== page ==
I have always had a crush on Balder, or Baldr as he was called in old Norse. My crush is mostly due to the wonderful illustration of him in the D'Aulaires book I had as a kid, in which he stands in a field of multicolored flowers, a star-shaped halo emanating from his mesmerizing white eyebrows. I wish I could find this illustration on line to post it, but the D'Aulaires heirs/agents seem to have done a good job at keeping their art from circling for free on the Internets. The only things you can find are the covers.
It's great that the NYRB has reprinted so many of these classic books. They are stunning.
From pantheon. org: " The god of light, joy, purity, beauty, innocence, and reconciliation. Son of Odin and Frigg, he was loved by both gods and men and was considered to be the best of the gods. He had a good character, was friendly, wise and eloquent, although he had little power. His wife was Nanna daughter of Nep, and their son was Forseti, the god of justice. Balder's hall was Breidablik ("broad splendor"). "
The D'Aulaires translate Breidablik "the far-gleaming," which I like better. Even though I think it's pretentious to name a house, I do think it would be cool to say, "Ethan and I are, like, off to Far Gleaming for the long weekend. We're grilling."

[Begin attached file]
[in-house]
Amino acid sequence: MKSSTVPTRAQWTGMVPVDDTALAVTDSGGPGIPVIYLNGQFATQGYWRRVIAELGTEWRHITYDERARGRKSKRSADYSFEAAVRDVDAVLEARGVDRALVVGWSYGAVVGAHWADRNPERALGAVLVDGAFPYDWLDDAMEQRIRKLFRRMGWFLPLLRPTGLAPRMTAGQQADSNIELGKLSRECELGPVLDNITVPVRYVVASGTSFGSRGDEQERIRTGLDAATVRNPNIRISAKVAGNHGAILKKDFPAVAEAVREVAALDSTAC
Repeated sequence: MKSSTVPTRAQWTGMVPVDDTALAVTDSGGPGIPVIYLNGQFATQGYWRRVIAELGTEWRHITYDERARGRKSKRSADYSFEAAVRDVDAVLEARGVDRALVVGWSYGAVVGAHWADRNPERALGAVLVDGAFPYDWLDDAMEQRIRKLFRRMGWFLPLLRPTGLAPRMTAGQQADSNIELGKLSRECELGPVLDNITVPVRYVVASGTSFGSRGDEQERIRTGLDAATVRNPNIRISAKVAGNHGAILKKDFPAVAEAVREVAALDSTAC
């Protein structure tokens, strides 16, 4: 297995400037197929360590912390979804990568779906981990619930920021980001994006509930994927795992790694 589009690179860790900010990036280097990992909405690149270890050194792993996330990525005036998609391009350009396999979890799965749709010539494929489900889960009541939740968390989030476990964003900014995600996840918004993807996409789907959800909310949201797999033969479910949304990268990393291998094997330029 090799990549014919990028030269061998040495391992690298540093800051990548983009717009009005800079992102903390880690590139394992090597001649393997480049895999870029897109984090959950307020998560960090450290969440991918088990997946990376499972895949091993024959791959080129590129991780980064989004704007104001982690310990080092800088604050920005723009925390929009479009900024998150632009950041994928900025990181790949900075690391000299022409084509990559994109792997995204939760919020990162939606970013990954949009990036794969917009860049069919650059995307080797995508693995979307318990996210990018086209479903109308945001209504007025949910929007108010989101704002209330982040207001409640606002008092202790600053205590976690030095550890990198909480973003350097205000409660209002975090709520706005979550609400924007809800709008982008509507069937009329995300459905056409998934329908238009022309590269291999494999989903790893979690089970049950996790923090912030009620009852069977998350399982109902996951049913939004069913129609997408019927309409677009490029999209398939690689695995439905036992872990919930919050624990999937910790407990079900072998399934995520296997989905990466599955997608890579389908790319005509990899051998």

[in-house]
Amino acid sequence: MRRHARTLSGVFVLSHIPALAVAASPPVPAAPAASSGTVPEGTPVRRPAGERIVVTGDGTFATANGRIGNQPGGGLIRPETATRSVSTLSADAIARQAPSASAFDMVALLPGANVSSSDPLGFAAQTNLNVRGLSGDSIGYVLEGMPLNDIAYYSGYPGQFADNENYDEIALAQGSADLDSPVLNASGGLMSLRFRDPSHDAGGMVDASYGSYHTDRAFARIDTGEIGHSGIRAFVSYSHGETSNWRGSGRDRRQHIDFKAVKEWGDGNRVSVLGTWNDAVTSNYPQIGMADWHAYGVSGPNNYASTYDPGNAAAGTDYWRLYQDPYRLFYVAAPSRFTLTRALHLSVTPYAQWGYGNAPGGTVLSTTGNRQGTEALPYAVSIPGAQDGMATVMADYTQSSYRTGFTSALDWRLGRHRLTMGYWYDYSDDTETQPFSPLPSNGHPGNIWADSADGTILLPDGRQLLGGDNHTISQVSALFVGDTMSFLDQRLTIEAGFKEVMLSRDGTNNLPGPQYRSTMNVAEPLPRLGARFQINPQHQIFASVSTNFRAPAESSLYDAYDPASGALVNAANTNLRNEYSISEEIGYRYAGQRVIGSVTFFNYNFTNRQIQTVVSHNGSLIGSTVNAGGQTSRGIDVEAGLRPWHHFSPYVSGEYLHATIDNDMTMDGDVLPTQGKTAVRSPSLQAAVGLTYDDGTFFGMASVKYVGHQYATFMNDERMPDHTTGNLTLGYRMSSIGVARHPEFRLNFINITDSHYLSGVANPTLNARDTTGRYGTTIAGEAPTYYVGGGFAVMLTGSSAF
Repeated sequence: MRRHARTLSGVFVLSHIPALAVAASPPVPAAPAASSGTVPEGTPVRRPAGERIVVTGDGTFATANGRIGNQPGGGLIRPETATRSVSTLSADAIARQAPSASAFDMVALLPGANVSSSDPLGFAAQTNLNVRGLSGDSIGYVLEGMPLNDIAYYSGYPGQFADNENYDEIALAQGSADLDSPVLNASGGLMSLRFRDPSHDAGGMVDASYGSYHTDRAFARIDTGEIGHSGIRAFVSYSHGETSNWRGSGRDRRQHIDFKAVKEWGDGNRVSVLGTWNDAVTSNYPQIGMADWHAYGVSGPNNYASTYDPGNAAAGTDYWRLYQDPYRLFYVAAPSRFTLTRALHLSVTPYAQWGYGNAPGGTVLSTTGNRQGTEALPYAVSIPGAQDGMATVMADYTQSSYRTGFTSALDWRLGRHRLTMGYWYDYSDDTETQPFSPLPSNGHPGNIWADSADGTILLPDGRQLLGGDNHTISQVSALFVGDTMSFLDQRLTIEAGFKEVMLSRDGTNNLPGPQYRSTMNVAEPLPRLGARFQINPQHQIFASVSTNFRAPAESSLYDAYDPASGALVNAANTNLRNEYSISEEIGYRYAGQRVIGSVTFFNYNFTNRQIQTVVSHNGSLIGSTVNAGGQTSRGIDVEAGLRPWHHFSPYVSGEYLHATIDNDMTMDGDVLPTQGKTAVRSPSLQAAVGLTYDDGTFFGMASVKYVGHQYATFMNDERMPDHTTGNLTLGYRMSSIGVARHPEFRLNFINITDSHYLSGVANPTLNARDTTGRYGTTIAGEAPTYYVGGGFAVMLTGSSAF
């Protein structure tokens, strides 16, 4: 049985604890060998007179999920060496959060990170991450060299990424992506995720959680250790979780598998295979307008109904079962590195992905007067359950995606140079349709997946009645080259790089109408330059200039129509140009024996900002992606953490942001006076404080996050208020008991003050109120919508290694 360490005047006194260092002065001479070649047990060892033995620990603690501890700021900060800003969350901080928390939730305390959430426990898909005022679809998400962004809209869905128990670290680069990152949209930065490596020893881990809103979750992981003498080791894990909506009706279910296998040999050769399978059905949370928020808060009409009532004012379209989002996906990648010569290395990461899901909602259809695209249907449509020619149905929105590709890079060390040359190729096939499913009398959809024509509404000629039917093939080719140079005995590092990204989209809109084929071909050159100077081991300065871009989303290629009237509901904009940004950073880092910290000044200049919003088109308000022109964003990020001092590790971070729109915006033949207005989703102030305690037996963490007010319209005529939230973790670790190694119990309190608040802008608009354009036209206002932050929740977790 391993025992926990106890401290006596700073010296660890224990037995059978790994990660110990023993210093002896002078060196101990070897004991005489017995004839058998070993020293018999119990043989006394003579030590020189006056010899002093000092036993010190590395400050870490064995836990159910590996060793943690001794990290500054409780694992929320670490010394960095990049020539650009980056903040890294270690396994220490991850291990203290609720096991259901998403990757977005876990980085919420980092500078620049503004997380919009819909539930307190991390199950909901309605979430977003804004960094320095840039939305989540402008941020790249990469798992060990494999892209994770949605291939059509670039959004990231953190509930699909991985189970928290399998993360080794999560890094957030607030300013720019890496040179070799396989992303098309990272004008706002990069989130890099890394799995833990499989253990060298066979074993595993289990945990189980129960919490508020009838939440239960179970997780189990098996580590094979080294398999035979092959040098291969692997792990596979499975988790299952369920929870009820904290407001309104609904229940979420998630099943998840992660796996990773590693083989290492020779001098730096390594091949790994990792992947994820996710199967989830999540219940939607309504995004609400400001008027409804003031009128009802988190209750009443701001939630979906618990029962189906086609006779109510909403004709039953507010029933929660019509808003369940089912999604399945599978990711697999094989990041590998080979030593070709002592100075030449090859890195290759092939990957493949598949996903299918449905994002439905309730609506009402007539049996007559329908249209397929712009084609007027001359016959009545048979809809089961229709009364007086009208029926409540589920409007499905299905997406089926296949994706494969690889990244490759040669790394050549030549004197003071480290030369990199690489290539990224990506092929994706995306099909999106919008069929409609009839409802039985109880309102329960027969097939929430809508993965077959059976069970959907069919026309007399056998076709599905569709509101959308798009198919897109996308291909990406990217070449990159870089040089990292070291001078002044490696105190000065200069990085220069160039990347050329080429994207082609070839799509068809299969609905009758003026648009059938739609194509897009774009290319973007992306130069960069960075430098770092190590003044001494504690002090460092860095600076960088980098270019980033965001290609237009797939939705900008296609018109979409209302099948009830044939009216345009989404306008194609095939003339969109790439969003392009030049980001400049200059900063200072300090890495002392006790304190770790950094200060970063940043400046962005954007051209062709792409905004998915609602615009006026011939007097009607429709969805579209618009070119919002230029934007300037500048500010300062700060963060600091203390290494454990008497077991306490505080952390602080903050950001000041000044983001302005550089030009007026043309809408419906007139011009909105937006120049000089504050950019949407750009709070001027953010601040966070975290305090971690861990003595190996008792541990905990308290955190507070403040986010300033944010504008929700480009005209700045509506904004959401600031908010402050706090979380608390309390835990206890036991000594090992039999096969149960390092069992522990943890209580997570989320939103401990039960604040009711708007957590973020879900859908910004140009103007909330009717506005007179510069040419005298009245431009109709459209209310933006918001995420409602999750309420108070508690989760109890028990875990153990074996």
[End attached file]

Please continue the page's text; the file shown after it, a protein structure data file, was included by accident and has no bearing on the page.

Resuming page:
According to the D'Aulaires' Norse Myths:
The Aesir (the Norse pantheon) always turned to Balder when they were troubled, for he was the kindest and gentlest of the gods. No one could think anything but pure thoughts in his presence. Flowers sprang up from the ground wherever he stepped, but even the whitest and most beautiful of them, the Balderblom, was not as fair as his brow.
Everybody loved him; not even the spiteful gnomes and uncouth jotuns could dislike Balder.
The light from his shimmering hall shone into the farthest corners of the world, and it was there that he sat in judgement on his golden throne. He never took sides, and was so kind he could not bear to mete out punishment. Although the Aesir brought their disputes to Balder, they seldom followed his advice. It was too gentle and forgiving.
Balder lived in great happiness with his loving wife Nanna and their son Forsete. Forsete was as constant as Nanna, his mother, and as just as his father, Balder. Calmly he studied the laws of this world and laid down judgements according to them, and his rulings always held. He became the chief judge of the Aesir.
Fans of mythology will start to get a bad feeling when they read about all this peace and stability. Sure enough, such happiness cannot endure. To read about the tragic death of Balder, see my earlier post on Loki.